In 2002, the JICA also developed a master gas plan for the country, but the proposed infrastructure projects were never realized because they were considered too investment-intensive, the regulatory environment was not conducive, and because of natural gas supply limitations.

John C. Morris an analyst with International Energy Consultants in Perth told Energy Tribune that you can have a master gas plan but also must have the gas coming in to make it work. Morris said that there are just two sources of gas, domestic gas and imports, and imports must be LNG. He added that the Philippines lacks the domestic supply and may have trouble securing LNG imports even if the plan is put into place.

Beni Suryadi, an energy policy and planning analyst for the ASEAN Centre for Energy, offered a different analysis on gas supply. By email he said that in several ASEAN Council on Petroleum (ASCOPE) meetings that he attended the Philippines had LNG supply guarantees from neighboring Indonesia, Malaysia and Brunei.

Growing demand for gas is strong in the Philippines because the country has begun making an effort to replace the oil it uses with gas, according to Wiley-Blackwell’s Oil and Energy Trends. The report stated that the Philippines has been considering ways of importing gas for several years, but its physical distance from potential exporters rules out the possibility of building a pipeline, leaving LNG as the only option.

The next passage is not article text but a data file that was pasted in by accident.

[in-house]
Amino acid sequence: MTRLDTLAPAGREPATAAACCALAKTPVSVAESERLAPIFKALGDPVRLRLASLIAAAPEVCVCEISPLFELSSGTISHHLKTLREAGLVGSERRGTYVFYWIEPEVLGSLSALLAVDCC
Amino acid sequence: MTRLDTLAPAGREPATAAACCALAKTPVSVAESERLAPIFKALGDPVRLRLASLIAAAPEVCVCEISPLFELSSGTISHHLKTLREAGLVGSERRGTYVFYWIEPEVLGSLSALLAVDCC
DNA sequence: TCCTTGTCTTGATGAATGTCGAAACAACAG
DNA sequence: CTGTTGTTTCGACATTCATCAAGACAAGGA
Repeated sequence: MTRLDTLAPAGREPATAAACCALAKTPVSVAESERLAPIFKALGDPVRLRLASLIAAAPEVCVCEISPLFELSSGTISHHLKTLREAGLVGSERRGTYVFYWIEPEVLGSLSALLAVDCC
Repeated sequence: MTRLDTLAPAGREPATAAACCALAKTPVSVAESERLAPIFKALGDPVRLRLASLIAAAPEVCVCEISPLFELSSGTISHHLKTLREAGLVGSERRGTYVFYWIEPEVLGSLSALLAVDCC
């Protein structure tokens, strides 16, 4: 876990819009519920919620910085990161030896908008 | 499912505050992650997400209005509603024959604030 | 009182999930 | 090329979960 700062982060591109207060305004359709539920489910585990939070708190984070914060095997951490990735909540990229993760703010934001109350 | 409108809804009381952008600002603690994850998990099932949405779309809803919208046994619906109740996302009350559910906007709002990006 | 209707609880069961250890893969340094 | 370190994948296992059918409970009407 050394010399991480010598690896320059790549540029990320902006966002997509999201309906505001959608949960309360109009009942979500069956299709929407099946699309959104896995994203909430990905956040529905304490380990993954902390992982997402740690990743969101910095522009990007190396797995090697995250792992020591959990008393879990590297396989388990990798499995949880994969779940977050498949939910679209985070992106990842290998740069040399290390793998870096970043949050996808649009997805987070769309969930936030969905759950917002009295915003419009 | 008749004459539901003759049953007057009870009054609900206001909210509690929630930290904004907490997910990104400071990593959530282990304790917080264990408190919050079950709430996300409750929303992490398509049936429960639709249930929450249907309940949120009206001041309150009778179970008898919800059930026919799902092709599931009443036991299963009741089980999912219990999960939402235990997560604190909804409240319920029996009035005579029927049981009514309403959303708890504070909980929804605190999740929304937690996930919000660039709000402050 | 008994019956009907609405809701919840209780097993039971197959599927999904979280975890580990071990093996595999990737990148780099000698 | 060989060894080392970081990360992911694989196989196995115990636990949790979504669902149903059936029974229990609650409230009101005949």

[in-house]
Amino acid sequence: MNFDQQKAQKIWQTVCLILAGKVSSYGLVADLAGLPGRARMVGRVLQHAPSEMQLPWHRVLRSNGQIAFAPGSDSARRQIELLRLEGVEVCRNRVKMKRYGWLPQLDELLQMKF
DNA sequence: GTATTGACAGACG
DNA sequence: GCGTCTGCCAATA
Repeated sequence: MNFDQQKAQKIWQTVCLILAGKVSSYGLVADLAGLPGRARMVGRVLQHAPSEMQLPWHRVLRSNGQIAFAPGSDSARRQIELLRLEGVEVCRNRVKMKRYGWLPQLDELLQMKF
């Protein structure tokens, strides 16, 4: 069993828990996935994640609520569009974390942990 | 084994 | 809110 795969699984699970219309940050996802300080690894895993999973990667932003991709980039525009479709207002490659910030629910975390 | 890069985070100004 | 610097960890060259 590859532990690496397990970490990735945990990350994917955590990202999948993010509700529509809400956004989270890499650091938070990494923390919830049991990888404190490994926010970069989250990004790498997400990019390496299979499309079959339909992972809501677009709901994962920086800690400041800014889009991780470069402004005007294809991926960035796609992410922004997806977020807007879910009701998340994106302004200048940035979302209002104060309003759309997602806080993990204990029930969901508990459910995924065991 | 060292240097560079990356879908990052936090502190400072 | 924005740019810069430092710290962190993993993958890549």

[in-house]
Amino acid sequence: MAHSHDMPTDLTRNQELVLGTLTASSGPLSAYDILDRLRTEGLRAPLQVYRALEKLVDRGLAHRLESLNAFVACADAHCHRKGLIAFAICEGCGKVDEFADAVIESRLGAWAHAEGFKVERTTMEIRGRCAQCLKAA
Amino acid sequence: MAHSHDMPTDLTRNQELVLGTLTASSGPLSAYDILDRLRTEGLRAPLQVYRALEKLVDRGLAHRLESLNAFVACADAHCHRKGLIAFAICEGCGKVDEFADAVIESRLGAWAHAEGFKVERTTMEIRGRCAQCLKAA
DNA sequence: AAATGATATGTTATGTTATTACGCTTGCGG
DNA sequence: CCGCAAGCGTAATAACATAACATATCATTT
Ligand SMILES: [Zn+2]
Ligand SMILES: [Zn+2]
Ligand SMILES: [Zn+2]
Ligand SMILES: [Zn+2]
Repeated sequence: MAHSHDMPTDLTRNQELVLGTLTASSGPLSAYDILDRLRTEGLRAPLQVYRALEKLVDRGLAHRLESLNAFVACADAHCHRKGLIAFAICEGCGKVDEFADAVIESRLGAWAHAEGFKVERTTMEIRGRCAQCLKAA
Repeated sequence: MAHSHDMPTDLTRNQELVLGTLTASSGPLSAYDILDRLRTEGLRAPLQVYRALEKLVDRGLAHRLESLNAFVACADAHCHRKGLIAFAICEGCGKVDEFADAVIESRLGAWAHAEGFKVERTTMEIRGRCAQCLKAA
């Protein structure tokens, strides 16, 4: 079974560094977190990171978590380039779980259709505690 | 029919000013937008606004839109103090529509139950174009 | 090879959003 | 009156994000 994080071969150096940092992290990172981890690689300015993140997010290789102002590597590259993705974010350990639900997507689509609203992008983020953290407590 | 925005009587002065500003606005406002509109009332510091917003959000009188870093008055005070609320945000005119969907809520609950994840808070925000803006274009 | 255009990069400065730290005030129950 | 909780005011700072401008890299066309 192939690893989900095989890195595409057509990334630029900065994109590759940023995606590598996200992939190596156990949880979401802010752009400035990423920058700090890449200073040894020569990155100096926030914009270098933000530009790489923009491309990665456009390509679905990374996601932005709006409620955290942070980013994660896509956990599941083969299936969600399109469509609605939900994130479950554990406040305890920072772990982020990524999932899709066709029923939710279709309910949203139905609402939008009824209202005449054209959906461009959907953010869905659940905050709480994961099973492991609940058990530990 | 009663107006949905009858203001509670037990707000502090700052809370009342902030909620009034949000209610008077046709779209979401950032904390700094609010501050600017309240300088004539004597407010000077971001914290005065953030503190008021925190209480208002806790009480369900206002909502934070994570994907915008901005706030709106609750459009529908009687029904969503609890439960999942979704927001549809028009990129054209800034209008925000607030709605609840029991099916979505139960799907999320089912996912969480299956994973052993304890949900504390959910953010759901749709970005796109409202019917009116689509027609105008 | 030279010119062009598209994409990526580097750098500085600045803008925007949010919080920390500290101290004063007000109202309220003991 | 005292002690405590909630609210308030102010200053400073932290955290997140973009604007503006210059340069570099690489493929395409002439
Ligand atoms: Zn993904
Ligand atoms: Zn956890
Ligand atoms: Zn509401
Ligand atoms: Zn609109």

Morris added that there have been a number of reports of building LNG terminals in the Philippines and that all of them run into the same problems of capital and finding suppliers as well as finding credit-worthy off-takers to pay for it for ten to 20 years.

Added to this is the fact that projects in the Philippines have been historically slow to implement due to ambiguous government regulations, local government demands and corruption across business and government sectors. On a scale of one to 10 (with 10 being the worst) the country garnered a 8.9 corruption score last year in Hong Kong-based Political & Economic Risk Consultancy’s Asian Intelligence Report.

Often as soon as foreign corporations try to implement its plans, they are stopped dead in their tracks. A recent case in point is Australian based Energy World

Energy World disclosed in March that it was investing $210 million to put up a LNG hub in Luzon. Now that plan has run into a typical Philippine stalemate. In late September the firm announced it put on hold plans for its terminal due to concerns by the Quezon provincial government over the company’s application for an environmental clearance certificate. How long the clearance will take and how much it will cost has not be disclosed.

While not naming the Philippines directly, Suryadi voiced frustration when offering analysis for several ASEAN countries’ energy plans. “In the end, when we try to point out recommendations, we are facing a dead wall, and internal political problems,” he said